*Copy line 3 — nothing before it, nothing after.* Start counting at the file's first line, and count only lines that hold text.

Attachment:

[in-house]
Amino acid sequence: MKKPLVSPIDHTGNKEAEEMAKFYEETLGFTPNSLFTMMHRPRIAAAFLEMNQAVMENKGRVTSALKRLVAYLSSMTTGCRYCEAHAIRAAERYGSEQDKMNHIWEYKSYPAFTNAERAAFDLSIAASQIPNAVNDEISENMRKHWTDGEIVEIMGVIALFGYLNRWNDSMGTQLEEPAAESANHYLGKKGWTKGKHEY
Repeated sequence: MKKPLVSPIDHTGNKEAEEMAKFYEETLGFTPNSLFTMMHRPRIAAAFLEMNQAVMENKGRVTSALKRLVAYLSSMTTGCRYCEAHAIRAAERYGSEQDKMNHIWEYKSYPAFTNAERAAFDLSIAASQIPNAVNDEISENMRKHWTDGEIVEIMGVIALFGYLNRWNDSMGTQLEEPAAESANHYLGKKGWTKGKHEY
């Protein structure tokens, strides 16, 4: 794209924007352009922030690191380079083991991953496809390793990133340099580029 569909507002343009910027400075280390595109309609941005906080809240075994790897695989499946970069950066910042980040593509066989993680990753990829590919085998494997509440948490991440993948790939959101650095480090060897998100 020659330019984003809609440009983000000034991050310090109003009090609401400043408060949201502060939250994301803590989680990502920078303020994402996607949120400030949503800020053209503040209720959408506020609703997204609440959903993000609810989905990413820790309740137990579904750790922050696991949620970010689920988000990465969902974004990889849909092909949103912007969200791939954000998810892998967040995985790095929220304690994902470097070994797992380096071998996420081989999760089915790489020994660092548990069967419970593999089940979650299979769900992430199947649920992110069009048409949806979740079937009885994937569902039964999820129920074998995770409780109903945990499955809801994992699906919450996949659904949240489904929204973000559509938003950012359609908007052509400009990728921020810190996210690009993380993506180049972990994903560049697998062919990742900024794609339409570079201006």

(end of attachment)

Repeated sequence: MKKPLVSPIDHTGNKEAEEMAKFYEETLGFTPNSLFTMMHRPRIAAAFLEMNQAVMENKGRVTSALKRLVAYLSSMTTGCRYCEAHAIRAAERYGSEQDKMNHIWEYKSYPAFTNAERAAFDLSIAASQIPNAVNDEISENMRKHWTDGEIVEIMGVIALFGYLNRWNDSMGTQLEEPAAESANHYLGKKGWTKGKHEY